For example, say you ask your math teacher to write your letter. He or she only knows what you’re capable of in math class. If you give that teacher your resume, then he or she can include in the letter that not only did you excel in math class, but that you did it while also being president of Key Club and playing soccer.

This is important, too if you need to ask someone who doesn’t know you particularly well to write you a letter. We’ll talk next about why you should ask someone who knows you well, but sometimes that just isn’t possible. Maybe the letter needs to be from a science teacher and you aren’t very close with any of your science teachers, or maybe you just haven’t formed a very strong connection with anyone in a position of authority who can write a letter for you. In these cases, it’s particularly important to provide the person you’re asking with a detailed list of your skills, accomplishments, activities, interests, and anything else you think could be relevant.

Step 2: Carefully consider who you’ll ask

Many students default to asking the teacher who teaches a class they have good grades in. This isn’t necessarily a bad tactic, but it’s not always the most effective tactic, either. Often, you’ll find someone who will be able to write a more impressive letter about you when you choose someone who has seen your work ethic or who has gotten to truly know you as a person, not just someone who knows that history comes easily to you.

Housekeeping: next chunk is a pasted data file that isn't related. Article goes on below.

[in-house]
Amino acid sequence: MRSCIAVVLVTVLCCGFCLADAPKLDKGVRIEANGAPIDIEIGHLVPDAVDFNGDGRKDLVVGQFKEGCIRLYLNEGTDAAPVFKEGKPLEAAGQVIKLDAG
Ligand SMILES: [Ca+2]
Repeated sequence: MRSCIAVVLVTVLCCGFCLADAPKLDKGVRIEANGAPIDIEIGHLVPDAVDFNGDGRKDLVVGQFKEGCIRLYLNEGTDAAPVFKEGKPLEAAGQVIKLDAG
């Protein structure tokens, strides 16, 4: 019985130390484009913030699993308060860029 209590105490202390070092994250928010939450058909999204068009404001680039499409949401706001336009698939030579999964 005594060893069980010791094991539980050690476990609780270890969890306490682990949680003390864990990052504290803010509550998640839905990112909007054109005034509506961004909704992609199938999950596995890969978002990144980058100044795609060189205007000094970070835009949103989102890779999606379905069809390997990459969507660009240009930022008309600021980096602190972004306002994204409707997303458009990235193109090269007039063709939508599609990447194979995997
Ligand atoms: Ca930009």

You’ll also want to think about who will be able to write a letter that is relevant to the position or program you’ll be applying to. If you need a letter of recommendation because you’re applying to a leadership position, ask someone who can speak to your leadership skills in a letter. In this case, your swimming coach might be a better person to ask than your English teacher who doesn’t know anything about your ability to excel as a leader.

Another mistake to avoid is asking the “most important” person you know. Sure, it might look impressive to have a letter from the principal, but if he or she barely even knows your name, they’re not going to be able to write a very strong letter. Similarly, it might seem better to have a letter from your head football coach, but if your position coach spent more time with you and knows you better, they’ll probably write a better letter for you.